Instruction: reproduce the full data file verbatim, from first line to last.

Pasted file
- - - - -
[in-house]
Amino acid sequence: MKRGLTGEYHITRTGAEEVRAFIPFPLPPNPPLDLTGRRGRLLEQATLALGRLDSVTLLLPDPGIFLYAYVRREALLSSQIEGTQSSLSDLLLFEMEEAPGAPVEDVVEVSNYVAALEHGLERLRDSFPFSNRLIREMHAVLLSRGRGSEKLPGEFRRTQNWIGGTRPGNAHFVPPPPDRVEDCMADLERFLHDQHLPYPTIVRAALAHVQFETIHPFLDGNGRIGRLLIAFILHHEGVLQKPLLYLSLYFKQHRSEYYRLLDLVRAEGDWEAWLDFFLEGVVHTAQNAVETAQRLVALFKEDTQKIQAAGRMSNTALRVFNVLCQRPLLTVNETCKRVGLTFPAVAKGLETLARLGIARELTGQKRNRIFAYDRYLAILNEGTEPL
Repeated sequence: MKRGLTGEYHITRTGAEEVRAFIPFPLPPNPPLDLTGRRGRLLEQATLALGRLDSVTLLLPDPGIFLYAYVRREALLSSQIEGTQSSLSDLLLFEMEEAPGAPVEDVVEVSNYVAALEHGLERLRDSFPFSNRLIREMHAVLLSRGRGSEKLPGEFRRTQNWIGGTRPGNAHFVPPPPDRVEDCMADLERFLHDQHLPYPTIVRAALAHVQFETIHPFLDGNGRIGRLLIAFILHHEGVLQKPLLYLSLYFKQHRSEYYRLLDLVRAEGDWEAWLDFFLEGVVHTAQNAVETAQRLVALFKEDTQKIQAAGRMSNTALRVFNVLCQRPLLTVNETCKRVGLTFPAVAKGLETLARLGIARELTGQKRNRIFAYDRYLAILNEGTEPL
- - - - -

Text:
[in-house]
Amino acid sequence: MKRGLTGEYHITRTGAEEVRAFIPFPLPPNPPLDLTGRRGRLLEQATLALGRLDSVTLLLPDPGIFLYAYVRREALLSSQIEGTQSSLSDLLLFEMEEAPGAPVEDVVEVSNYVAALEHGLERLRDSFPFSNRLIREMHAVLLSRGRGSEKLPGEFRRTQNWIGGTRPGNAHFVPPPPDRVEDCMADLERFLHDQHLPYPTIVRAALAHVQFETIHPFLDGNGRIGRLLIAFILHHEGVLQKPLLYLSLYFKQHRSEYYRLLDLVRAEGDWEAWLDFFLEGVVHTAQNAVETAQRLVALFKEDTQKIQAAGRMSNTALRVFNVLCQRPLLTVNETCKRVGLTFPAVAKGLETLARLGIARELTGQKRNRIFAYDRYLAILNEGTEPL
Repeated sequence: MKRGLTGEYHITRTGAEEVRAFIPFPLPPNPPLDLTGRRGRLLEQATLALGRLDSVTLLLPDPGIFLYAYVRREALLSSQIEGTQSSLSDLLLFEMEEAPGAPVEDVVEVSNYVAALEHGLERLRDSFPFSNRLIREMHAVLLSRGRGSEKLPGEFRRTQNWIGGTRPGNAHFVPPPPDRVEDCMADLERFLHDQHLPYPTIVRAALAHVQFETIHPFLDGNGRIGRLLIAFILHHEGVLQKPLLYLSLYFKQHRSEYYRLLDLVRAEGDWEAWLDFFLEGVVHTAQNAVETAQRLVALFKEDTQKIQAAGRMSNTALRVFNVLCQRPLLTVNETCKRVGLTFPAVAKGLETLARLGIARELTGQKRNRIFAYDRYLAILNEGTEPL